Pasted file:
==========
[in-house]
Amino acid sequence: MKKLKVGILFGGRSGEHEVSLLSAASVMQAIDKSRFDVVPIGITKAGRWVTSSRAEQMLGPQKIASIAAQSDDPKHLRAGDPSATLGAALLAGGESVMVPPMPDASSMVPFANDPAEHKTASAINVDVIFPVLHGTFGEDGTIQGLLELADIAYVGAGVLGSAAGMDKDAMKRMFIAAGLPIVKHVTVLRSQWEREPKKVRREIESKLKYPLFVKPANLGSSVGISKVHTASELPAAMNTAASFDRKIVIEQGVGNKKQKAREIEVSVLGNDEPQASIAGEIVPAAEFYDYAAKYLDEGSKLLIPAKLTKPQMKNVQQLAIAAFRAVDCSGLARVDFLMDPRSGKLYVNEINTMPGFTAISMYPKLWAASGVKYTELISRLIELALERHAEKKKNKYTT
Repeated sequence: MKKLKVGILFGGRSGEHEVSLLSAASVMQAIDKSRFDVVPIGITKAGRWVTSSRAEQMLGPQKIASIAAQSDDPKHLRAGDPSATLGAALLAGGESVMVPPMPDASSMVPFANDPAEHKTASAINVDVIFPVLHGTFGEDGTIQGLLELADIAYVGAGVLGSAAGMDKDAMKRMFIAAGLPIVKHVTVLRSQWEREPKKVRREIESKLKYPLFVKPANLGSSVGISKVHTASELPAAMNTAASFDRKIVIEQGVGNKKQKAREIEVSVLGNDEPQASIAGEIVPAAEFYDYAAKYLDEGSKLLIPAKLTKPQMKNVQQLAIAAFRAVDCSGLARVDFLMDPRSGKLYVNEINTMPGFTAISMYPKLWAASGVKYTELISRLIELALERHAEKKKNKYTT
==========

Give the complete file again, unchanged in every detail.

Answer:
[in-house]
Amino acid sequence: MKKLKVGILFGGRSGEHEVSLLSAASVMQAIDKSRFDVVPIGITKAGRWVTSSRAEQMLGPQKIASIAAQSDDPKHLRAGDPSATLGAALLAGGESVMVPPMPDASSMVPFANDPAEHKTASAINVDVIFPVLHGTFGEDGTIQGLLELADIAYVGAGVLGSAAGMDKDAMKRMFIAAGLPIVKHVTVLRSQWEREPKKVRREIESKLKYPLFVKPANLGSSVGISKVHTASELPAAMNTAASFDRKIVIEQGVGNKKQKAREIEVSVLGNDEPQASIAGEIVPAAEFYDYAAKYLDEGSKLLIPAKLTKPQMKNVQQLAIAAFRAVDCSGLARVDFLMDPRSGKLYVNEINTMPGFTAISMYPKLWAASGVKYTELISRLIELALERHAEKKKNKYTT
Repeated sequence: MKKLKVGILFGGRSGEHEVSLLSAASVMQAIDKSRFDVVPIGITKAGRWVTSSRAEQMLGPQKIASIAAQSDDPKHLRAGDPSATLGAALLAGGESVMVPPMPDASSMVPFANDPAEHKTASAINVDVIFPVLHGTFGEDGTIQGLLELADIAYVGAGVLGSAAGMDKDAMKRMFIAAGLPIVKHVTVLRSQWEREPKKVRREIESKLKYPLFVKPANLGSSVGISKVHTASELPAAMNTAASFDRKIVIEQGVGNKKQKAREIEVSVLGNDEPQASIAGEIVPAAEFYDYAAKYLDEGSKLLIPAKLTKPQMKNVQQLAIAAFRAVDCSGLARVDFLMDPRSGKLYVNEINTMPGFTAISMYPKLWAASGVKYTELISRLIELALERHAEKKKNKYTT